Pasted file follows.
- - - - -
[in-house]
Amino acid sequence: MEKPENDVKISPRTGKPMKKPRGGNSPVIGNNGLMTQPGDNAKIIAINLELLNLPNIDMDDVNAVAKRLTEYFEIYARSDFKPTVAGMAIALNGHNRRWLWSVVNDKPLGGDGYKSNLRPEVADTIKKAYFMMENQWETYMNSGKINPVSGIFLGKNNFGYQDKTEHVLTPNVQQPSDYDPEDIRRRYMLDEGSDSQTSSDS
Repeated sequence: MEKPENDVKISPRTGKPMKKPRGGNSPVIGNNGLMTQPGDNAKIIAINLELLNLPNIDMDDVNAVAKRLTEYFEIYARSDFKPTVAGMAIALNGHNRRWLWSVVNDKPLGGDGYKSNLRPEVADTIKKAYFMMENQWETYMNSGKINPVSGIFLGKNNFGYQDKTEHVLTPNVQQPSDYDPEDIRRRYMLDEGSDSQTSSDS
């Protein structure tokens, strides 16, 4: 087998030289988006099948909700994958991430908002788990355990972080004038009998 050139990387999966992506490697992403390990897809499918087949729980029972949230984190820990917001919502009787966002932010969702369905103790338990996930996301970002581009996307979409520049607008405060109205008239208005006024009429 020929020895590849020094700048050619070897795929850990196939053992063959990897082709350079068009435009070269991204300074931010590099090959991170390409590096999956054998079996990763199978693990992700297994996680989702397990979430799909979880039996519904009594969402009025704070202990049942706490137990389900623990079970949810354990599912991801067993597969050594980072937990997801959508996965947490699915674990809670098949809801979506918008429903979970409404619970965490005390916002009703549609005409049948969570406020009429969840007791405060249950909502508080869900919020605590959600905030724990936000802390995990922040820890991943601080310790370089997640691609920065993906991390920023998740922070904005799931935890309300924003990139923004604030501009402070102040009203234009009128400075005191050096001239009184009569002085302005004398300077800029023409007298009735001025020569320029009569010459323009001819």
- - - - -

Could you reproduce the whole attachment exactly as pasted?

[in-house]
Amino acid sequence: MEKPENDVKISPRTGKPMKKPRGGNSPVIGNNGLMTQPGDNAKIIAINLELLNLPNIDMDDVNAVAKRLTEYFEIYARSDFKPTVAGMAIALNGHNRRWLWSVVNDKPLGGDGYKSNLRPEVADTIKKAYFMMENQWETYMNSGKINPVSGIFLGKNNFGYQDKTEHVLTPNVQQPSDYDPEDIRRRYMLDEGSDSQTSSDS
Repeated sequence: MEKPENDVKISPRTGKPMKKPRGGNSPVIGNNGLMTQPGDNAKIIAINLELLNLPNIDMDDVNAVAKRLTEYFEIYARSDFKPTVAGMAIALNGHNRRWLWSVVNDKPLGGDGYKSNLRPEVADTIKKAYFMMENQWETYMNSGKINPVSGIFLGKNNFGYQDKTEHVLTPNVQQPSDYDPEDIRRRYMLDEGSDSQTSSDS
């Protein structure tokens, strides 16, 4: 087998030289988006099948909700994958991430908002788990355990972080004038009998 050139990387999966992506490697992403390990897809499918087949729980029972949230984190820990917001919502009787966002932010969702369905103790338990996930996301970002581009996307979409520049607008405060109205008239208005006024009429 020929020895590849020094700048050619070897795929850990196939053992063959990897082709350079068009435009070269991204300074931010590099090959991170390409590096999956054998079996990763199978693990992700297994996680989702397990979430799909979880039996519904009594969402009025704070202990049942706490137990389900623990079970949810354990599912991801067993597969050594980072937990997801959508996965947490699915674990809670098949809801979506918008429903979970409404619970965490005390916002009703549609005409049948969570406020009429969840007791405060249950909502508080869900919020605590959600905030724990936000802390995990922040820890991943601080310790370089997640691609920065993906991390920023998740922070904005799931935890309300924003990139923004604030501009402070102040009203234009009128400075005191050096001239009184009569002085302005004398300077800029023409007298009735001025020569320029009569010459323009001819």